The Eat-well Guide was developed in response to growing concerns about the rise in diet related and preventable chronic diseases which relate to poor quality eating patterns. Explain with the use of examples the reasons and importance of current dietary guidelines

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According to the CDC, sixty percent of adults in the United States are now living with one or more chronic diseases. These diseases include cancer, cardiovascular disease, and type 2 diabetes. Heart disease and cancer are also the two leading causes of death in the US in 2019. Furthermore, a recent report assessed that approximately half of all deaths from heart disease, stroke, and type 2 diabetes in the US could be due to unhealthy diets.

One of the best ways for people to improve their health is through a better diet and eating nutritious foods, which is why it is important for people to follow current dietary guidelines. Based on the majority of feedback, it seems like the main changes in diet that need to be made deal with eating less processed meat, less added sugar, and more fruits and vegetables.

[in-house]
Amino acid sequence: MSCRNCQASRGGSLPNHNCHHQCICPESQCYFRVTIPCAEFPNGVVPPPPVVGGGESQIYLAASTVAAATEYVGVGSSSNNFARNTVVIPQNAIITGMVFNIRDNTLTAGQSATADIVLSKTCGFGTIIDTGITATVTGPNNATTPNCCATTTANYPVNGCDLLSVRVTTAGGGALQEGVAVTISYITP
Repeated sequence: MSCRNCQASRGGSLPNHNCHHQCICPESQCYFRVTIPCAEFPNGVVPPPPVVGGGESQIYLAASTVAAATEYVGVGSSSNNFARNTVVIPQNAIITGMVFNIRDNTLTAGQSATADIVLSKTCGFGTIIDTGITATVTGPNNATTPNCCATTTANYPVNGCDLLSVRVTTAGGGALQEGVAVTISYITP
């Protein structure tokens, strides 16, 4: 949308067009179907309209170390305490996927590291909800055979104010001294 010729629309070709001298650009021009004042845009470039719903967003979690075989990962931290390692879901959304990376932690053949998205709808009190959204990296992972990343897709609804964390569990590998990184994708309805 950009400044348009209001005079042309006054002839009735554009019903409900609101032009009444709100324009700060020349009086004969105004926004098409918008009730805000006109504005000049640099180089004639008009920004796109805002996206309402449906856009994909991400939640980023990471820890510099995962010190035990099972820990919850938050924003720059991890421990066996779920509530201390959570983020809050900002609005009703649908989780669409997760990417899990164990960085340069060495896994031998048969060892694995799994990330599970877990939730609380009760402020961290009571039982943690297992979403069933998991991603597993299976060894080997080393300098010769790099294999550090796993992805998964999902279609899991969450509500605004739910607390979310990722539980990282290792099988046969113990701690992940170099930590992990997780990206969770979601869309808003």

Specifically, cutting down the amount of processed meat that is consumed has been shown in studies to decrease chances of cancer and heart disease, while consuming less added sugar cuts down on chances of type 2 diabetes. Although diabetes may not necessarily be a killer, it is also associated with obesity, stroke, high blood pressure, eyesight issues, and other health issues. Finally, eating more fruits and vegetables (especially those that are organic and unprocessed) cuts down on heart disease, cancer risks, and obesity. So, in the end, following the recommended dietary guidelines can literally save your life—or at least add years to it.

Works Cited

"Chronic Diseases In America." Centers For Disease Control, 2019.

"Delivering on the Dietary Guidelines." Union of Concerned Scientists, 2019,

Micha, Renata et al. "Association Between Dietary Factors and Mortality from Heart Disease, Stroke, and Type 2 Diabetes in the United States." JAMA, vol 317, no. 9, 2017, p. 912. American Medical Association (AMA), doi:10.1001/jama.2017.0947.

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